## Section: New Results

### Proving Bourbaki with Coq

Participant : José Grimm.

This is a new research theme. Our objective is to use the proof assistant Coq in order to formally prove a great number of theorems in Algebra. We started with the first book (Theory of sets, [58] ) of the series “Elements of Mathematics”. The first chapter describes Formal Mathematics, and we have shown that it is possible to interpret it in the Coq language. Note that Bourbaki expresses in terms of , which is not possible in Coq, and states that if x, R is false, then x, ¬R . This is a non-constructive statement. Moreover, this implies a general version of the axiom of choice (if for all x there is an y satisfying P(x, y) , then there is a mapping f such that P(x, f(x)) holds for all x ). We use some ideas of Carlos Simpson (University of Nice), and decide that a set is a type, and that XY is true if and only if there is a representative of X of type Y (this is non-constructive, since “representative” is only defined through axioms).

The second chapter of Bourbaki covers the theory of sets proper. It defines ordered pairs, correspondences, union, intersection and product of a family of sets, as well as equivalence relations. Its implementation in Coq corresponds to 300 definitions and 1300 lemmas or theorems. It is described in [30] . The third chapter of Bourbaki covers the theory of ordered sets, well-ordered sets, equipotent sets, cardinals, natural integers, and infinite sets; its implementation in Coq is described in in [31] . All results of the book been proved in Coq (230 definitions and 1200 lemmas), except inverse limits, direct limits and structures, which will be considered later; moreover there are more than one hundred exercises, most of them are non-trivial, and solving them will take some time.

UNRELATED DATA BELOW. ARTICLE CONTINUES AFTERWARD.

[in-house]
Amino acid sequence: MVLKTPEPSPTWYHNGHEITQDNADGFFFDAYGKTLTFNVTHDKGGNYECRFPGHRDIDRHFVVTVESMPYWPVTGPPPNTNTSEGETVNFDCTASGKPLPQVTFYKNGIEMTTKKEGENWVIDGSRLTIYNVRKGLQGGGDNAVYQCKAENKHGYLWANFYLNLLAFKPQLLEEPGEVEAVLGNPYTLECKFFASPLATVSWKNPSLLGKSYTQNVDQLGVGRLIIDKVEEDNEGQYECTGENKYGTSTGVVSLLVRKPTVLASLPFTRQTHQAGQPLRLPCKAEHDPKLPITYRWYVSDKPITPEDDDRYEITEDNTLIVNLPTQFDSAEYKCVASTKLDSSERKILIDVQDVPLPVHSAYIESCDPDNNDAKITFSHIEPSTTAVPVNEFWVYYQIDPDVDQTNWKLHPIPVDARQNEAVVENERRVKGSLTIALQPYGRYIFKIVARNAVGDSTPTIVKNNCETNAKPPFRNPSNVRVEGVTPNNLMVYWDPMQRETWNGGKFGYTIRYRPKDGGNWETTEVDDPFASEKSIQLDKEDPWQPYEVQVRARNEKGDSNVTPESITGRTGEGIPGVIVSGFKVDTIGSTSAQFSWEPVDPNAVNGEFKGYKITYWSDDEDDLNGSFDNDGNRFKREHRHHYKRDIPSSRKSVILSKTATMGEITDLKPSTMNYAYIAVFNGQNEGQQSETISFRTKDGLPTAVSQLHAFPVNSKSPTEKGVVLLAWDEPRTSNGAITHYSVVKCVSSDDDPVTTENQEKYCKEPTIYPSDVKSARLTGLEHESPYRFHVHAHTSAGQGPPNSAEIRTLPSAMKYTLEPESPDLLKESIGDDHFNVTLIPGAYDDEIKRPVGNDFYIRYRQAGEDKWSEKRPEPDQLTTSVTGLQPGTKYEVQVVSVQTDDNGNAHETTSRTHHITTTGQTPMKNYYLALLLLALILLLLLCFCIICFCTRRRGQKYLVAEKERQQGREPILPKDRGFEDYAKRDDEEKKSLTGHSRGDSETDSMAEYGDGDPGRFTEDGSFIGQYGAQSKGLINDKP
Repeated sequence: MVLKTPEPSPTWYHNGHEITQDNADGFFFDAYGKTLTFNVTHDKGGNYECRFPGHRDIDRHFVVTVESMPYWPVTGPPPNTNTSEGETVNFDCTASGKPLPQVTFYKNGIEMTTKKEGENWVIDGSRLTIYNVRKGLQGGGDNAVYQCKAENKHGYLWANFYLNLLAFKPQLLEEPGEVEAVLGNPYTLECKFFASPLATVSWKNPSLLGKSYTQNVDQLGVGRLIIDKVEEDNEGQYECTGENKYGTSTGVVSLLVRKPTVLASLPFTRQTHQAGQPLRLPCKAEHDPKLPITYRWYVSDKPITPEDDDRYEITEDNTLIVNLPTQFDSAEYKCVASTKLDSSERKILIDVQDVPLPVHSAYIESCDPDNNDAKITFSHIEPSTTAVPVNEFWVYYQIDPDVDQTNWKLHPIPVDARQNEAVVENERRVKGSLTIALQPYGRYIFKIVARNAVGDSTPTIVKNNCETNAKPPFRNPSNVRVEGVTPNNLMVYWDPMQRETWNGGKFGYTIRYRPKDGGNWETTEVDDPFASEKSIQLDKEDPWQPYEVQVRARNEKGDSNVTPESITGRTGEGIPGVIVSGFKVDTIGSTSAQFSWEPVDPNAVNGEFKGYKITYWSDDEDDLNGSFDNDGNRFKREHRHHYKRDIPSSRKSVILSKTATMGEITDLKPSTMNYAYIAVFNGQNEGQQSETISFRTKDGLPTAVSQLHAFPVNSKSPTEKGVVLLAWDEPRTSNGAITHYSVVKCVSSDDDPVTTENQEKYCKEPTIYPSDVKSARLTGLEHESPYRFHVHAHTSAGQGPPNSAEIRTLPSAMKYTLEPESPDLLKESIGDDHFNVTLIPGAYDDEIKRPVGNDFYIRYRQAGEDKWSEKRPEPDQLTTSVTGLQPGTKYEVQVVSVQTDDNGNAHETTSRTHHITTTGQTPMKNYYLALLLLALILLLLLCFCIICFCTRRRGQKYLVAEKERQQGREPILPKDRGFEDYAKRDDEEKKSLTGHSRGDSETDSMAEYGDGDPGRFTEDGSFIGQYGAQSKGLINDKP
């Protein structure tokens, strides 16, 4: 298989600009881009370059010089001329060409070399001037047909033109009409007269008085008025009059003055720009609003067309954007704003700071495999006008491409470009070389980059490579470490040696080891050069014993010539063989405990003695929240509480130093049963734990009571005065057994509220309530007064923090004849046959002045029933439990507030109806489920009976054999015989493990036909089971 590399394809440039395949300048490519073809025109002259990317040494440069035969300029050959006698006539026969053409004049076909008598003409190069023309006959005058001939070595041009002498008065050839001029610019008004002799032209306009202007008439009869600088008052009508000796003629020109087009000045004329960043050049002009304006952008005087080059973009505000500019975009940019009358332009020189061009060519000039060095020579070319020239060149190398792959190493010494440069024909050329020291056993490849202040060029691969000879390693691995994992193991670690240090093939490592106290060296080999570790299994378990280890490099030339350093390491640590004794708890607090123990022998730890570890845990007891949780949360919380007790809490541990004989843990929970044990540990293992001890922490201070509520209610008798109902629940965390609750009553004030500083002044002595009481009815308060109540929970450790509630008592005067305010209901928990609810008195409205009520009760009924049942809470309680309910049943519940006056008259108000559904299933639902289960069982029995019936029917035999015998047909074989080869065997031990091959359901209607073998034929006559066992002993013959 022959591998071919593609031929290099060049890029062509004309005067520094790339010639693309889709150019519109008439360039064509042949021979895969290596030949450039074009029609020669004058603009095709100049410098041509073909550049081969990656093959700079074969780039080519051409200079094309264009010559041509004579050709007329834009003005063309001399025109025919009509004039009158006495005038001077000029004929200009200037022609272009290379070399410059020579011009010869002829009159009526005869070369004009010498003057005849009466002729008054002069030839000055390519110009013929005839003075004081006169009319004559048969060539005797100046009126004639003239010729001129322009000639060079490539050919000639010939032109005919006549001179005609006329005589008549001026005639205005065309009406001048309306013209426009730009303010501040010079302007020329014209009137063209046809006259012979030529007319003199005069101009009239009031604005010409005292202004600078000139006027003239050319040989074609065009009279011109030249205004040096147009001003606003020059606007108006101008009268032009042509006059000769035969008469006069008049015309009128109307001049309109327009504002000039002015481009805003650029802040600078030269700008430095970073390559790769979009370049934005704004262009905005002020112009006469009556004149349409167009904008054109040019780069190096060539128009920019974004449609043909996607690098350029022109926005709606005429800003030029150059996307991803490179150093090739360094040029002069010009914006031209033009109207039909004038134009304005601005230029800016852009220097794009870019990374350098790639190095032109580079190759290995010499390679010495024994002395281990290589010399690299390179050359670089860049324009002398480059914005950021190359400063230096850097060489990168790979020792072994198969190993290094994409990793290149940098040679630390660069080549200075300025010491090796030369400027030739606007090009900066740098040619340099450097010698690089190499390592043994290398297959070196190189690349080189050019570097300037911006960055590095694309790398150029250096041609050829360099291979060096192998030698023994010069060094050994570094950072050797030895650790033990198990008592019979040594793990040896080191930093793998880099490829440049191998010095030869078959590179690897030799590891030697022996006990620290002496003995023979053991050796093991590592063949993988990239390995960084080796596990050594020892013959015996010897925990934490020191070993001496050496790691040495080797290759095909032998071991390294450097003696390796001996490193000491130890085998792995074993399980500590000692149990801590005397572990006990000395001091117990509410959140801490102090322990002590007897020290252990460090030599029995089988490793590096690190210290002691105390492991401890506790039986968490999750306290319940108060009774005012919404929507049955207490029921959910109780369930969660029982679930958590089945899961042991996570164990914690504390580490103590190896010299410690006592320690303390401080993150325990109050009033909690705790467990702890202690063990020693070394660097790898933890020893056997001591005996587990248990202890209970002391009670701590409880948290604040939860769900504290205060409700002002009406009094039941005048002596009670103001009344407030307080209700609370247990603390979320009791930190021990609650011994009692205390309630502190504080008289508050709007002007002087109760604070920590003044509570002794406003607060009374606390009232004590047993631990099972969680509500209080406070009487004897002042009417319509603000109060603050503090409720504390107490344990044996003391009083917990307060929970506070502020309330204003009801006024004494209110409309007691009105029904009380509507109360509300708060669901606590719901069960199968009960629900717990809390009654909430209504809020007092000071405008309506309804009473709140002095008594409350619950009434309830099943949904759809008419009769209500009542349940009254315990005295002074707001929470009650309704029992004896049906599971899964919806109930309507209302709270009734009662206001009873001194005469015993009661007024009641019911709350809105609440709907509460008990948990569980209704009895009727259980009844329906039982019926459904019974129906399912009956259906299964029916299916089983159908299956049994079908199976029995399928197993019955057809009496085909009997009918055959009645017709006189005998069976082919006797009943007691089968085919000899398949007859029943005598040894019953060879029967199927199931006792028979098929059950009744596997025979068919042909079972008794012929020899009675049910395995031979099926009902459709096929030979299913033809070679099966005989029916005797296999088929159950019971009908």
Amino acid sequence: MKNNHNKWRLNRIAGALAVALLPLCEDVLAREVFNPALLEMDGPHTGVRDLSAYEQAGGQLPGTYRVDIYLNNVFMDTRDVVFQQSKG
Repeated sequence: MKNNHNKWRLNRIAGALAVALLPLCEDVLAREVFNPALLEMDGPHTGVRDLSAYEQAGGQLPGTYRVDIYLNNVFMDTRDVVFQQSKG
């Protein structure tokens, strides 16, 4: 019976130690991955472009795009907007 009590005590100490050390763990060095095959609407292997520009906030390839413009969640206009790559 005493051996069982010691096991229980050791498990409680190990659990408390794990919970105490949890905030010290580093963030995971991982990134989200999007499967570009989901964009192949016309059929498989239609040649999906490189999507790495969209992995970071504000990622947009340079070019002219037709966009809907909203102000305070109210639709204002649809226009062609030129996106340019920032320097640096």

Finite cardinals satisfy an induction principle (this is a special case of transfinite induction); This is the same induction principle as that of natural integers in Coq, so that these two notions are isomorphic. This means that every theorem of the Coq library about natural integers translates directly into a theorem about finite cardinals. This allows us to prove theorems like: The number of increasing (resp. strictly increasing) mappings of a set with p elements into a set with n elements is the number of subsets of p elements of a set with p + n (resp. n ) elements.

We use the following 4 axioms. Let's denote by E the type of sets.
We assume existence of a function R,
of type x:E, xE , such that, if x:E , then
for all a:x and b:x , Ra = Rb implies a = b . The relation ab
is defined by c:b, Rc = a . The first axioms says that if a
and b are sets, then implies a = b .
The empty set is inductively defined as a type without constructor.
We assume existence of a function C , of type
t:E, (tP)Ntt (the first
argument is a property p , and the second is a proof q that the
type t is non-empty). The axiom of choice says that, if there exists
x such that p(x) , then C(p, q) satisfies p (This corresponds
to Bourbaki's axioms scheme S5 that says that _{x}(p) satisfies
p in such a case). We assume existence of a
function I of type x:E, (xE)E .
This means that, if f is a function such that f(x) is a set for
all x , then I(f) is a set. The third axiom says yI(f) if and only if there exists a:x such that f(a) = y . It implies
existence of union of sets, but this
Scheme of Substitution is slightly more general than Bourbaki's Scheme of
Selection and Union, since it implies in particular the axioms of the
set of two elements. The final axiom says that for any property
P , if P is not false then it is true.